The British Socialist Worker said on May 12, in an article entitled “Britain embraces murder in Sri Lanka”, that “between 2006-2008, £12 million worth of British arms were sold to Sri Lanka”.
Israel has also provided direct support to Sri Lanka’s genocidal anti-Tamil killings. LTTE leader Anton Balasingham, in his 2004 book War and Peace: Armed Struggle and Peace Efforts of Liberation Tigers, argued: “The US operated in coordination with Israel and channelled military and technical assistance to Sri Lanka through the Jewish state.
“An Israeli ‘interest section’ was opened in the American embassy in Colombo. Israel began to build up the Sri Lankan naval capacity and brought in intelligence agents from Internal Security Service (Shinbet) to train the Sri Lankan armed forces and especially the Special Task Force (STF) in counter-insurgency warfare.”
India, a US ally in the “war on terror”, has played an active role in assisting Sri Lanka’s war by providing military aid.
Profits and power
Australian-based pro-Tamil Sinhalese activist Dr Brian Senewiratne has described the motivations behind Western support for Sri Lanka’s crimes as being part of the struggle for “control of the Indian Ocean”.
He said: “The Indian Ocean is not the largest ocean on this planet but is, by far, the busiest. Countries around the Indian Ocean produce 40% of the world’s oil. Seventy percent of the world’s oil shipments and 50% the world’s container cargo go across this Ocean. One hundred years ago, the US Admiral Alfred Maher rightly said, ‘Whoever controls the Indian Ocean, dominates Asia’ .
“The control of this strategic Ocean is the ‘big game’.”
This gives Sri Lanka a geo-political influence as the Indian Ocean major sea routes connecting Africa, Middle East, south Asia and east Asia with Europe.
This is why China is involved in funding Sri Lanka’s genocidal military. The May 2 London Times said: “China has cultivated ties with Sri Lanka for decades and became its biggest arms supplier in the 1990s … Beijing appears to have increased arms sales significantly to Sri Lanka since 2007.
“Many of the arms have been bought through Lanka Logistics & Technologies, co-headed by Gotabhaya Rajapksa, the Defence Secretary, who is also the President’s brother.”
The Times said: “Sri Lanka signed a classified $37.6 million deal to buy Chinese ammunition and ordnance for its army and navy … China gave Sri Lanka — apparently free of charge — six F7 jet fighters last year, according to the Stockholm International Peace Research Institute, after a daring raid by the Tigers’ air wing destroyed ten military aircraft in 2007.”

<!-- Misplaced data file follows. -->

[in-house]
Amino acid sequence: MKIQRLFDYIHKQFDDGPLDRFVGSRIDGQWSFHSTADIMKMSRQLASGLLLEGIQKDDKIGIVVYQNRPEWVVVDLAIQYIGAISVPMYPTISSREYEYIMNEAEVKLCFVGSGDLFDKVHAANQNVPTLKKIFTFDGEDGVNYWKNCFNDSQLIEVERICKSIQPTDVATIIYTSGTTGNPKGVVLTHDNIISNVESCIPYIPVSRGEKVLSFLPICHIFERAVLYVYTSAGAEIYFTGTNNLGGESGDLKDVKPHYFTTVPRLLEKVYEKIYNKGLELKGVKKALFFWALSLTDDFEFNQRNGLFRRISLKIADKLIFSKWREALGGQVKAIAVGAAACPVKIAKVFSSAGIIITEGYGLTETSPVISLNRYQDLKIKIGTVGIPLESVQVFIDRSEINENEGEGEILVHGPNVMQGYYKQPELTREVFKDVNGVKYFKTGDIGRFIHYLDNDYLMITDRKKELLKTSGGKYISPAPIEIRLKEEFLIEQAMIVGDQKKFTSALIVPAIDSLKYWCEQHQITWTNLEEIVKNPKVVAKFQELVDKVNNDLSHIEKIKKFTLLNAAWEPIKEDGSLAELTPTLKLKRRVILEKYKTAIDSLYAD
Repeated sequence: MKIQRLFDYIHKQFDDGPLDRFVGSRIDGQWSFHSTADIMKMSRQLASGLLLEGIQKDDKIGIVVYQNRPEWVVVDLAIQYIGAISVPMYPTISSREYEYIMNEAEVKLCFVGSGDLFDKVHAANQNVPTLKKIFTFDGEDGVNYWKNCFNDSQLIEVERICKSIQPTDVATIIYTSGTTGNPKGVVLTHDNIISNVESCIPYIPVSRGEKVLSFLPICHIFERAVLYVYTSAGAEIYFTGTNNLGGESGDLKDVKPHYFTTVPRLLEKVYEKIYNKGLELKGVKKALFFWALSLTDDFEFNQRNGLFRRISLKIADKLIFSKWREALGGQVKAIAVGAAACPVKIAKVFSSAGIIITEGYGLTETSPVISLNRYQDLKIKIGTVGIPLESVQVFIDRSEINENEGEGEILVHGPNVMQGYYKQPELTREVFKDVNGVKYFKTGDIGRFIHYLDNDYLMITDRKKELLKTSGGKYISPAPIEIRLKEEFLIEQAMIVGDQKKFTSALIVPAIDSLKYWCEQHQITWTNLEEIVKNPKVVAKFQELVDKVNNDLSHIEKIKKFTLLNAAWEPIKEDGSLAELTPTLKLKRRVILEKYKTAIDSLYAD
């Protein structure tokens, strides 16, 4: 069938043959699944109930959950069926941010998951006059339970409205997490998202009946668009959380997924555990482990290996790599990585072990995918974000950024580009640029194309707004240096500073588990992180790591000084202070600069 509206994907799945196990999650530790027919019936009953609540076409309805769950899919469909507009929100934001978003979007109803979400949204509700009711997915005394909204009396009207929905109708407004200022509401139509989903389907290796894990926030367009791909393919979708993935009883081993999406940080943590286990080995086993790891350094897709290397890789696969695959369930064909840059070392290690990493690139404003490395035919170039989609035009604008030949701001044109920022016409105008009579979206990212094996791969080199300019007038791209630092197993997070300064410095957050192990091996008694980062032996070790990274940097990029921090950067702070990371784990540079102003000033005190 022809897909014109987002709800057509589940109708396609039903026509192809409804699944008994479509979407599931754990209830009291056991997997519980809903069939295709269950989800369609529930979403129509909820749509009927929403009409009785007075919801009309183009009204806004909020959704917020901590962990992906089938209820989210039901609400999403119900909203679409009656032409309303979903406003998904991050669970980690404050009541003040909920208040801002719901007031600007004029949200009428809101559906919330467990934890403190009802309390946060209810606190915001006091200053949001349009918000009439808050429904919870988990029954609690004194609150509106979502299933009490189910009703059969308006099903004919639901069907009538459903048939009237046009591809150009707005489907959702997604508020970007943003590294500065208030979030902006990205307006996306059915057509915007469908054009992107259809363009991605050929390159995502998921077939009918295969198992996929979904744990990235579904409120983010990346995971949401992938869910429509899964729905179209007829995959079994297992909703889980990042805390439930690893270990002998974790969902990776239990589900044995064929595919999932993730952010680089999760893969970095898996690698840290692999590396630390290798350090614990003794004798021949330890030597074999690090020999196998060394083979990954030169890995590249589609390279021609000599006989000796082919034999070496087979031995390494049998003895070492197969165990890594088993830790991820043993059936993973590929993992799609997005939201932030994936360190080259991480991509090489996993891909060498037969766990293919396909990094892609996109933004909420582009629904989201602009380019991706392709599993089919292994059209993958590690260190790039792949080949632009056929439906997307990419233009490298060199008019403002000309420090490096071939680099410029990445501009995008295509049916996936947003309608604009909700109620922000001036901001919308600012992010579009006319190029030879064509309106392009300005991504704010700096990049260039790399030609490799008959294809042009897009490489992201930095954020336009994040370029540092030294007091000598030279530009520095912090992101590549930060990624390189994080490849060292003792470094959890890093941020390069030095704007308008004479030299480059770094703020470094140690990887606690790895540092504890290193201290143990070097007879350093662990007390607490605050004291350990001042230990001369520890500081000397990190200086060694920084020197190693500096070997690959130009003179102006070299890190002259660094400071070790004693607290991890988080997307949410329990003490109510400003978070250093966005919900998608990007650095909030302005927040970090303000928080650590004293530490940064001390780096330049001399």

It isn’t hard to see China’s motivation. The Times said: “China is building a $1 billion port that it plans to use as a refuelling and docking station for its navy, as it patrols the Indian Ocean and protects China’s supplies of Saudi oil.
“Ever since Sri Lanka agreed to the plan, in March 2007, China has given it all the aid, arms and diplomatic support it needs to defeat the Tigers, without worrying about the West.”
The Australian government also provides Sri Lankan with foreign aid.
It also provides political support. Greens Senator Bob Brown moved a motion: “That the Senate, in regard to the massacre of civilians, including hundreds of children in the Tamil homelands of northern Sri Lanka, calls on the Government to take decisive action commensurate with the need to immediately halt this unnecessary bloodshed.”
The government refused to vote for it. Labor Senator Joe Ludwig said: “It is not clear which side was responsible” for the massacre on May 9-May 10.
Labor Senator Steve Hutchins interjected that the massacre was carried out “by the Tamils”.
In 2007-08, total trade between Australia and Sri Lanka was $280 million.
It is becoming increasing clear, that private profits are much more important to governments around the world than the lives of Tamils. It is up to a people’s movement to reverse these priorities and end support for Sri Lanka’s genocidal government.